by Shel Silverstein
Last night, while I lay thinking here,
some Whatifs crawled inside my ear
and pranced and partied all night long
and sang their same old Whatif song:
Whatif I'm dumb in school?
Whatif they've closed the swimming pool?
Whatif I get beat up?
Whatif there's poison in my cup?
Whatif I start to cry?
Whatif I get sick and die?
Whatif I flunk that test?
Whatif green hair grows on my chest?
Whatif nobody likes me?
Whatif a bolt of lightning strikes me?
Whatif I don't grow taller?
Whatif my head starts getting smaller?
Whatif the fish won't bite?
Whatif the wind tears up my kite?
Whatif they start a war?
Whatif my parents get divorced?
Whatif the bus is late?
Whatif my teeth don't grow in straight?
Whatif I tear my pants?
Whatif I never learn to dance?
Everything seems swell, and then
the nighttime Whatifs strike again!
Fifteen years ago, when I was a young, energetic, inspiring teacher of sixth graders, I thought I could change their lives with poetry. We made poetry books with marbled paper covers and "self-published" them. We had an open mike at the middle school for their friends and family. We wrote the usual haiku and rhyming couplet, as well as plenty of free verse and exquisite corpse stuff (I didn't call it that, though) But one of my favorite activities was to take poems that the students already loved, and then they would modify them to become their own. My eleven and twelve year olds had bucketloads of fun with "Whatif" by Shel Silverstein, I think because it is simultaneously silly and serious. It speaks to that place where ego meets self-doubt, and middle school meets the world.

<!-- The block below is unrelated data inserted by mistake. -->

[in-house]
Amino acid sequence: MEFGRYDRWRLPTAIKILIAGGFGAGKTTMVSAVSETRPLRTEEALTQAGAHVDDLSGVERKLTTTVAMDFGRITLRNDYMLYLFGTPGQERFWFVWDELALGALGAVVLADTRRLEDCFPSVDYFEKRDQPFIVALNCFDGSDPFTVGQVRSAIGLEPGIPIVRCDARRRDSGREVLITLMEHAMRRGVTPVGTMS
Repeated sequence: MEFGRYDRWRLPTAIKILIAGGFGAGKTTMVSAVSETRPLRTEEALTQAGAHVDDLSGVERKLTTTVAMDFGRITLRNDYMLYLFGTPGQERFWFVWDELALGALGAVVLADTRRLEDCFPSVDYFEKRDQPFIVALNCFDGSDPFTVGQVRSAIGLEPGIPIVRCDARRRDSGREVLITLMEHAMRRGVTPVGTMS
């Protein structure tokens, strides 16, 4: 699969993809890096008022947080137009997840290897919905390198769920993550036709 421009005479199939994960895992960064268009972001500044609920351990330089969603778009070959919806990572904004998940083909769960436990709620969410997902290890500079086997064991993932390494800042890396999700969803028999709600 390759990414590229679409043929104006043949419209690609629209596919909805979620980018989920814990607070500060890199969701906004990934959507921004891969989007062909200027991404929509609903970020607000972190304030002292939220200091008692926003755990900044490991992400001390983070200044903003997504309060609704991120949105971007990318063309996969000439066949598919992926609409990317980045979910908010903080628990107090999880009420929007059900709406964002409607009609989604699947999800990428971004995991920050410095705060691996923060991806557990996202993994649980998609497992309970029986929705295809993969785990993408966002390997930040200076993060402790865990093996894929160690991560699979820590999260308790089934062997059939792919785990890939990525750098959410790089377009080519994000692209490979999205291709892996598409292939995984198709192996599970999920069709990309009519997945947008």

I had my students all start with the first four lines, then add their own in the middle, and finish with Shel's signature last two lines. I remember being amazed at their willingness to share their real fears, as long as they were embedded in humor.
For the past few days, as I've been fishing out my insurance card for every smocked receptionist, and lying on tables waiting for needles to poke me, and listening to the strangely calming whir and hum of the MRI machine, and, of course, lying in bed at night, I have been finding myself in the dark murky realm of the Whatifs. Nasty little creatures, they are. Possibly even worse than zombies. But they have a place. A serious and silly place. Where fear meets love, and middle age meets cancer.
Anyway, here's my poem, a la the style of my 6th graders all those years ago. It's more like a ramble. It doesn't rhyme. Ask me if I care.
Last night while I lay thinking here
Some Whatifs crawled inside my ear
And pranced and partied all night long
And sang their same old Whatif song
Whatif the pathologist's boyfriend just left her for her best friend
and she's so heart-broken that she can't think straight or see straight?
Whatif my surgeon can't cut straight?
Whatif the electricity went off and my boob was stuck in the mammogram machine?
Whatif the sentinel lymph node is positive?
Whatif I've got the gene?
Whatif I have chemo and can't muster the energy to cook dinner for my kids AND it puts me into menopause?
Whatif I get 'em both cut off and get to pick perfect ones out of a catalog?
Whatif I can't feel 'em?
Whatif the anesthesiologist starts drinking at 7 AM?
Whatif I can't go to Seattle next week?
Whatif I have to miss tons of school and I don't have enough sick days?
Whatif all the techs and nurses are wearing fake ID badges?
Whatif we had caught it sooner?
Whatif breast cancer does the same thing to me that it did to my mother?
Whatif I throw my wine glass off the porch at Jake-n-Telly's?
Whatif all the love in the world were visible?
Whatif the radiologist forgot her glasses that day?
Everything seems swell and then
The nighttime Whatifs strike again!